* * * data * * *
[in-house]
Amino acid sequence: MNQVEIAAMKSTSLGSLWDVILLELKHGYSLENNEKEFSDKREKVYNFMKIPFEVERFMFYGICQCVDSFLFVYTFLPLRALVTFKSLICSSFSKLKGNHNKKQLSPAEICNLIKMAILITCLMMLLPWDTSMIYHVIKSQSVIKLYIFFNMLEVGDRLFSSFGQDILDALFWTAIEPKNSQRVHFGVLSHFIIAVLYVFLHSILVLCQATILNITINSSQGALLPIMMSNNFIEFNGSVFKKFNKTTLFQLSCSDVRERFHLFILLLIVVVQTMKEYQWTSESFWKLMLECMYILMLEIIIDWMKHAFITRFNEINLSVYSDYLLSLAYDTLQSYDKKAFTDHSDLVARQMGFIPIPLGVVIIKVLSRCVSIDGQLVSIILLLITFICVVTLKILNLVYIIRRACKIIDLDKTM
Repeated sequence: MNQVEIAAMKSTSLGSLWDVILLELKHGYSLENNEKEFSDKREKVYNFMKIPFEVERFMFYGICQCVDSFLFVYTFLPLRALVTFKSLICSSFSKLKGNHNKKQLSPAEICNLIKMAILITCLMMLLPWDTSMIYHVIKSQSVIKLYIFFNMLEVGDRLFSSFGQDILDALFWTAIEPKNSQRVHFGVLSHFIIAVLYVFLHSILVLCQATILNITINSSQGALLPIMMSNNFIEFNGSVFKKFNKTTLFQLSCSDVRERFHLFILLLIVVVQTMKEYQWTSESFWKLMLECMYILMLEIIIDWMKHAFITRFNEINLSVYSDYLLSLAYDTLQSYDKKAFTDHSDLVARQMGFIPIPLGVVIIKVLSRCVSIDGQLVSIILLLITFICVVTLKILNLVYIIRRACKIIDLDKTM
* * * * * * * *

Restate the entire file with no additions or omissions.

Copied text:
[in-house]
Amino acid sequence: MNQVEIAAMKSTSLGSLWDVILLELKHGYSLENNEKEFSDKREKVYNFMKIPFEVERFMFYGICQCVDSFLFVYTFLPLRALVTFKSLICSSFSKLKGNHNKKQLSPAEICNLIKMAILITCLMMLLPWDTSMIYHVIKSQSVIKLYIFFNMLEVGDRLFSSFGQDILDALFWTAIEPKNSQRVHFGVLSHFIIAVLYVFLHSILVLCQATILNITINSSQGALLPIMMSNNFIEFNGSVFKKFNKTTLFQLSCSDVRERFHLFILLLIVVVQTMKEYQWTSESFWKLMLECMYILMLEIIIDWMKHAFITRFNEINLSVYSDYLLSLAYDTLQSYDKKAFTDHSDLVARQMGFIPIPLGVVIIKVLSRCVSIDGQLVSIILLLITFICVVTLKILNLVYIIRRACKIIDLDKTM
Repeated sequence: MNQVEIAAMKSTSLGSLWDVILLELKHGYSLENNEKEFSDKREKVYNFMKIPFEVERFMFYGICQCVDSFLFVYTFLPLRALVTFKSLICSSFSKLKGNHNKKQLSPAEICNLIKMAILITCLMMLLPWDTSMIYHVIKSQSVIKLYIFFNMLEVGDRLFSSFGQDILDALFWTAIEPKNSQRVHFGVLSHFIIAVLYVFLHSILVLCQATILNITINSSQGALLPIMMSNNFIEFNGSVFKKFNKTTLFQLSCSDVRERFHLFILLLIVVVQTMKEYQWTSESFWKLMLECMYILMLEIIIDWMKHAFITRFNEINLSVYSDYLLSLAYDTLQSYDKKAFTDHSDLVARQMGFIPIPLGVVIIKVLSRCVSIDGQLVSIILLLITFICVVTLKILNLVYIIRRACKIIDLDKTM